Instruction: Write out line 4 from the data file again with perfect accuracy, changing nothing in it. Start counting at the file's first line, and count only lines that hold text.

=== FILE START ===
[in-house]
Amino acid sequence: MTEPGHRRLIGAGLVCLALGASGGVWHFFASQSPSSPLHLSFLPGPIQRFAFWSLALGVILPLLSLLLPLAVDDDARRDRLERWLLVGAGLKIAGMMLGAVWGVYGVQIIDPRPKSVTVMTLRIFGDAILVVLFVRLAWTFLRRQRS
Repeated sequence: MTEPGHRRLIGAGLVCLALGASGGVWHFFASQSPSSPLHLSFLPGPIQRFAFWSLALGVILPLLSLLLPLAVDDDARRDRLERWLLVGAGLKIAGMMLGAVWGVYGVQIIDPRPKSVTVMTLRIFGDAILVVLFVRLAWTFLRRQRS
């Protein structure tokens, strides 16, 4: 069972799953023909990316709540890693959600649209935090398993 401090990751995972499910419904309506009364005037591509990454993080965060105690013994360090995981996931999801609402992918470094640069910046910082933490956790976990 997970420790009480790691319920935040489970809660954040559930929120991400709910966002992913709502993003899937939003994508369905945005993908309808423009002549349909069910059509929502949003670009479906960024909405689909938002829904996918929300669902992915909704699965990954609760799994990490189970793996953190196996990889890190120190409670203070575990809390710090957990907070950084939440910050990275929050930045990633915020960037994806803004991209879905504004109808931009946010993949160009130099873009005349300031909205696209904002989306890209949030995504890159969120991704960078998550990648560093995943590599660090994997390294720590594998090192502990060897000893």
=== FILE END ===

């Protein structure tokens, strides 16, 4: 069972799953023909990316709540890693959600649209935090398993 401090990751995972499910419904309506009364005037591509990454993080965060105690013994360090995981996931999801609402992918470094640069910046910082933490956790976990 997970420790009480790691319920935040489970809660954040559930929120991400709910966002992913709502993003899937939003994508369905945005993908309808423009002549349909069910059509929502949003670009479906960024909405689909938002829904996918929300669902992915909704699965990954609760799994990490189970793996953190196996990889890190120190409670203070575990809390710090957990907070950084939440910050990275929050930045990633915020960037994806803004991209879905504004109808931009946010993949160009130099873009005349300031909205696209904002989306890209949030995504890159969120991704960078998550990648560093995943590599660090994997390294720590594998090192502990060897000893």